The ITUC does not have an affiliate in Kazakhstan.
Four years after police killed at least 16 demonstrators and injured 60 more in the oil city of Zhanaozen in western Kazakhstan on 16 December 2011, those who organised and instigated the crackdown had still not been brought to justice. After the events, only a few rank-and-file police officers who opened fire were jailed, and some local officials punished for corruption offences.
Trade unionists and human rights campaigners decided to use the fourth anniversary of the massacre, on 16 December 2011, to highlight their call for answers. Little had been done to identify those really responsible for what happened. Statements about the Zhanaozen killings by the Kazakh authorities contradict each other, contradict accounts by other witnesses, and are difficult to reconcile with video and audio recordings made on the day, said activists.
In the wake of the tragic events, 37 Zhanaozen residents were tried in April and May 2012 for their part in the oil workers’ struggle, and 13 of them jailed. The trial judge passed numerous, and well-documented, claims of torture, made in court, to the Mangistau district prosecutor’s office, which declined to open a criminal case citing a lack of evidence. The office did not explain why it chose not to exercise its investigative function.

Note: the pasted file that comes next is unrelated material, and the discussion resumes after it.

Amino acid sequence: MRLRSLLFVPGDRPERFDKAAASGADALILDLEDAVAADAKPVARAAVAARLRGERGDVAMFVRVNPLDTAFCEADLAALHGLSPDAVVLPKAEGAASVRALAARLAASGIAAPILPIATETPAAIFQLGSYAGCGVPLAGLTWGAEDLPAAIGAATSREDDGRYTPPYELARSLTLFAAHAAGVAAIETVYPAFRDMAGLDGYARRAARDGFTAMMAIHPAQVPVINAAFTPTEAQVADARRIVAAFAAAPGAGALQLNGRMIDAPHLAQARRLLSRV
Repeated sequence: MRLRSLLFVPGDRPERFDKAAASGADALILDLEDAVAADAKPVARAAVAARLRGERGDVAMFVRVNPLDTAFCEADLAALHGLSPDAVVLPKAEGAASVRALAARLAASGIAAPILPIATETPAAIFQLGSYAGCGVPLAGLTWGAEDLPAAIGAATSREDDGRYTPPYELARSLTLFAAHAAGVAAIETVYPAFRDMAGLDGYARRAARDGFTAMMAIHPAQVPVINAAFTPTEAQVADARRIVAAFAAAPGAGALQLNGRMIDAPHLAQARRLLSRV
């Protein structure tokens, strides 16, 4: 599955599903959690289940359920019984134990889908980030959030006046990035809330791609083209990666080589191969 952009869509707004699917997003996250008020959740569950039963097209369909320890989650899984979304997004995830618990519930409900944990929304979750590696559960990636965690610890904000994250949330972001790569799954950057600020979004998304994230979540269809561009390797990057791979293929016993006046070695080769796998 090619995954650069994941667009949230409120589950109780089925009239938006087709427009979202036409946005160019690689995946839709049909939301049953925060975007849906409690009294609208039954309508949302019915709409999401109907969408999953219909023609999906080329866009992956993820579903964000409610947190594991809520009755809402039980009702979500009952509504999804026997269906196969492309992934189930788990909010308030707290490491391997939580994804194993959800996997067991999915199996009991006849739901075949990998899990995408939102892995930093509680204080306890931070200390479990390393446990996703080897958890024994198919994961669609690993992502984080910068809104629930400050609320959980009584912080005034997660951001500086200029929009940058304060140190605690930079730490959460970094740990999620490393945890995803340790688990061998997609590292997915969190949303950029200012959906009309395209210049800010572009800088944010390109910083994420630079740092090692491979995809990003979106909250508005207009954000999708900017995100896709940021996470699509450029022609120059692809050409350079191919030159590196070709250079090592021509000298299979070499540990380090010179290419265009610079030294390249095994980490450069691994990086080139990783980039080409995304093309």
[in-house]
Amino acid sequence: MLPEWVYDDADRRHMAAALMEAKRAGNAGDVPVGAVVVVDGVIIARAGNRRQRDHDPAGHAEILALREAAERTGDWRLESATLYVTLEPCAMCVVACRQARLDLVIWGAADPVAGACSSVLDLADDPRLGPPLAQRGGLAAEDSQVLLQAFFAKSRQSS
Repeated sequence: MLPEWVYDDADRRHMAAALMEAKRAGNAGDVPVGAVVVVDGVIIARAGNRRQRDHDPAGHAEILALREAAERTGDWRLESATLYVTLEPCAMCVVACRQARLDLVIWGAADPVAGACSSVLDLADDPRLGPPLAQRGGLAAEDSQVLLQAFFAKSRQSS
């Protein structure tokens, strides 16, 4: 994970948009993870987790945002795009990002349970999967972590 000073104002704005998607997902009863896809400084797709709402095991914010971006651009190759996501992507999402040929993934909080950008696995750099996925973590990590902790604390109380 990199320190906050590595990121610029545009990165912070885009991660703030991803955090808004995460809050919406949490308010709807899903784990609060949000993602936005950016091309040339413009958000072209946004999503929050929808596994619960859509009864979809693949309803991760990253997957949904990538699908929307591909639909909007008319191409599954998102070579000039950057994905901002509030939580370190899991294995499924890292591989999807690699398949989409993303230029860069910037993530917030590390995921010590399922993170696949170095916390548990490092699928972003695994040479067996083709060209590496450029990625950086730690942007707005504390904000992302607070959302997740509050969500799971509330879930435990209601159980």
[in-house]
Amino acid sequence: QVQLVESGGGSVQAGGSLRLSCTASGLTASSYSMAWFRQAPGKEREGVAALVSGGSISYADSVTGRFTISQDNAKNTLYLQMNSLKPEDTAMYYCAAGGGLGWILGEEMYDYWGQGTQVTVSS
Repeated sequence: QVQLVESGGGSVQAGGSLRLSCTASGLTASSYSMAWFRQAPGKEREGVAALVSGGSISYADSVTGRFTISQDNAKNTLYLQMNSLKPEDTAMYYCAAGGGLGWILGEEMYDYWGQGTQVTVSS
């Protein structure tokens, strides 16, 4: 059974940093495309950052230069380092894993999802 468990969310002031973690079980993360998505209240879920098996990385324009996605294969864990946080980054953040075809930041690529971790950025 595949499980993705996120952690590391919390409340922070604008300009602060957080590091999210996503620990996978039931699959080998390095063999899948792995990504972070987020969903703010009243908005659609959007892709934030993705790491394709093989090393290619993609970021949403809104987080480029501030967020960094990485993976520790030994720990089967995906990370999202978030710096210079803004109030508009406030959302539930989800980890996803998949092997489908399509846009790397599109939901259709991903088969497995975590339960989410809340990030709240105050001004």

Demands for an independent international enquiry, by the United Nations and international trade union federations, had still not been met by December 2015.
On 1 July 2015 Kaz Minerals PLC sacked Yerlan Tabynova and 14 of his colleagues from the Kazakhmys copper smelting and processing plant. They had been among the most active in voicing their anger at their appalling working conditions, including steadily falling wages and unsafe working conditions. Few workers at the plant reach retirement age, with two deaths a month and many workers suffering respiratory and coronary diseases. Kaz Minerals has consistently refused to listen to its workers’ complaints and clamped down on any attempt by them to represent their views in an organised way or fight for their trade union rights. If workers dare speak openly about their grievances, they are promptly sacked without due process.
The Kazakh authorities refused to register the Confederation of Free Trade Unions of Kazakhstan (CFTUK), an alternative to the state-run federation of “yellow” unions, on 25 May 2015. The refusal to register the CFTUK, based on a number of arguments concerning the charter of the organisation, demonstrated how the legislation can be used to make it difficult for unions to gain recognition recognition The designation by a government agency of a union as the bargaining agent for workers in a given bargaining unit, or acceptance by an employer that its employees can be collectively represented by a union. , and came at a time when the government’s attitude to the unions was becoming increasingly restrictive.
In January 2013, the Trade Union of Mining & Metallurgy Workers of Republic of Kazakhstan (TUMMWRK) reported that Kazakhmys, a copper mining company in Kazakhstan, is forcing TUMMWRK members to quit their union and to join the company-controlled one.
The company has also forbidden the sending of union dues directly from workers’ salaries to TUMMWRK’s account, completely paralysing the Kazakhmys branch of the union.